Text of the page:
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Global gene expression analysis of early response to chemotherapy treatment in ovarian cancer spheroids.

L'Espérance S, Bachvarova M, Tetu B, Mes-Masson AM, Bachvarov D - BMC Genomics (2008)

Bottom Line: However, the induction of genes linked to mechanisms of DNA replication and repair in cisplatin- and topotecan-treated OC spheroids could be associated with immediate adaptive response to treatment.Finally, multicellular growth conditions that are known to alter gene expression (including cell adhesion and cytoskeleton organization), could substantially contribute in reducing the initial effectiveness of CT drugs in OC spheroids.Results described in this study underscore the potential of the microarray technology for unraveling the complex mechanisms of CT drugs actions in OC spheroids and early cellular response to treatment.

View Article: PubMed Central - HTML - PubMed

Affiliation: Department of Medicine, Laval University, Québec (Québec), Canada. syles@hotmail.com

ABSTRACT

Background: Chemotherapy (CT) resistance in ovarian cancer (OC) is broad and encompasses diverse unrelated drugs, suggesting more than one mechanism of resistance. To better understand the molecular mechanisms controlling the immediate response of OC cells to CT exposure, we have performed gene expression profiling in spheroid cultures derived from six OC cell lines (OVCAR3, SKOV3, TOV-112, TOV-21, OV-90 and TOV-155), following treatment with 10,0 microM cisplatin, 2,5 microM paclitaxel or 5,0 microM topotecan for 72 hours.

Results: Exposure of OC spheroids to these CT drugs resulted in differential expression of genes associated with cell growth and proliferation, cellular assembly and organization, cell death, cell cycle control and cell signaling. Genes, functionally involved in DNA repair, DNA replication and cell cycle arrest were mostly overexpressed, while genes implicated in metabolism (especially lipid metabolism), signal transduction, immune and inflammatory response, transport, transcription regulation and protein biosynthesis, were commonly suppressed following all treatments. Cisplatin and topotecan treatments triggered similar alterations in gene and pathway expression patterns, while paclitaxel action was mainly associated with induction of genes and pathways linked to cellular assembly and organization (including numerous tubulin genes), cell death and protein synthesis. The microarray data were further confirmed by pathway and network analyses.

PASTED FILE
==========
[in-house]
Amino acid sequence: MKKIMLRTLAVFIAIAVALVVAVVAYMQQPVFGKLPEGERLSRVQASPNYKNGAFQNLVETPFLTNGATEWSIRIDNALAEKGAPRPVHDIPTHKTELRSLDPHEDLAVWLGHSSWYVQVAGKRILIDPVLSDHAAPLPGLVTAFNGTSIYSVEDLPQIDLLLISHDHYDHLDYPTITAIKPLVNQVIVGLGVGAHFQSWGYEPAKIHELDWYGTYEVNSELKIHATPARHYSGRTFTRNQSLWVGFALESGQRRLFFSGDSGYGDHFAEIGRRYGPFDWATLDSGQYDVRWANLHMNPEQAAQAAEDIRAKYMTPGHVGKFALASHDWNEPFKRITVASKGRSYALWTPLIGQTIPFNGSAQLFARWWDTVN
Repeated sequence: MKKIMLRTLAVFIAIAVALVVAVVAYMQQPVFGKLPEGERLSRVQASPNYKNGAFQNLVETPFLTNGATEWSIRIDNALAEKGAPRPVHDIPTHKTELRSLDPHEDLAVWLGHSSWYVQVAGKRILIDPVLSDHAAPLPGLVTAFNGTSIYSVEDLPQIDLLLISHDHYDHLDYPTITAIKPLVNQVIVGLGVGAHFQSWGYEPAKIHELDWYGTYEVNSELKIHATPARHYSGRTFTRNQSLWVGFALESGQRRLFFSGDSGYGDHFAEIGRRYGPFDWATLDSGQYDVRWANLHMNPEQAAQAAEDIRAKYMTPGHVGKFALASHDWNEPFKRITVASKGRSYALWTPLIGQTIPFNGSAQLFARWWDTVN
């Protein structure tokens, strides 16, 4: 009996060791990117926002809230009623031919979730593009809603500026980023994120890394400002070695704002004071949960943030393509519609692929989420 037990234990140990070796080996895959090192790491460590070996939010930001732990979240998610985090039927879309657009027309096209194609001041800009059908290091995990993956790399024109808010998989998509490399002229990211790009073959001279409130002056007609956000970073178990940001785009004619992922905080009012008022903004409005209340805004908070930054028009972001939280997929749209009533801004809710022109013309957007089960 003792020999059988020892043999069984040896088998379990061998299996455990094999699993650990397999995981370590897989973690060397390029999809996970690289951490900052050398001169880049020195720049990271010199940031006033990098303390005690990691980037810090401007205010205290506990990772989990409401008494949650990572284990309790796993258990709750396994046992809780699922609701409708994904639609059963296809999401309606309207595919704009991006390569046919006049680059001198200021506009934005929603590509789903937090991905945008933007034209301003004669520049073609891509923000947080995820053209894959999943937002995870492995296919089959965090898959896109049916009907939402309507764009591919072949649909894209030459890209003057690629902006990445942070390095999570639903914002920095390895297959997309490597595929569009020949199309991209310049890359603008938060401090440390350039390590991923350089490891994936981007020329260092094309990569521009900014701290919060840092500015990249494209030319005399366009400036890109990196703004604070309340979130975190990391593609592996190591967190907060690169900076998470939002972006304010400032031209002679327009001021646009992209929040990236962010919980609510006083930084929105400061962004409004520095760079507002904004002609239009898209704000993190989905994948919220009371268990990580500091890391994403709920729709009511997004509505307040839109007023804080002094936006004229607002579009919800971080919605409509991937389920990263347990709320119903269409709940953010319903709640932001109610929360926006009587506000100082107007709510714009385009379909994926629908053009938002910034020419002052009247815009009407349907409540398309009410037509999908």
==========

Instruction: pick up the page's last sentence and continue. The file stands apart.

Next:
Conclusion: Most alterations in gene expression were directly related to mechanisms of the cytotoxics actions in OC spheroids. However, the induction of genes linked to mechanisms of DNA replication and repair in cisplatin- and topotecan-treated OC spheroids could be associated with immediate adaptive response to treatment. Similarly, overexpression of different tubulin genes upon exposure to paclitaxel could represent an early compensatory effect to this drug action. Finally, multicellular growth conditions that are known to alter gene expression (including cell adhesion and cytoskeleton organization), could substantially contribute in reducing the initial effectiveness of CT drugs in OC spheroids. Results described in this study underscore the potential of the microarray technology for unraveling the complex mechanisms of CT drugs actions in OC spheroids and early cellular response to treatment.

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Functional analysis for a dataset of differentially expressed genes (≥1.5 fold) in OC spheroids following CT drugs treatments. A. Functional analysis following all drugs (cisplatin, topotecan and paclitaxel) treatment, B. Functional analysis following cisplatin treatment. Top functions that meet a p-value cutoff of 0.05 are displayed.
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Figure 1: Functional analysis for a dataset of differentially expressed genes (≥1.5 fold) in OC spheroids following CT drugs treatments. A. Functional analysis following all drugs (cisplatin, topotecan and paclitaxel) treatment, B. Functional analysis following cisplatin treatment. Top functions that meet a p-value cutoff of 0.05 are displayed.

Mentions: Pathway and network analyses based on the 971 gene list were generated through the use of Ingenuity Pathways Analysis (IPA). The IPA analysis confirmed the major functionally related groups, found to be commonly up- or down-regulated in drugs-treated OC spheroids. Thus, pathways linked to cell growth and proliferation, cellular assembly and organization, cell death, cell cycle control and cell signaling were both induced and suppressed; pathways functionally related to DNA replication, recombination and repair and cellular response to therapeutics were induced, while pathways associated with control of gene expression, metabolism, transport, immune and inflammatory response displayed suppression upon treatments with all drugs (Figure 1A).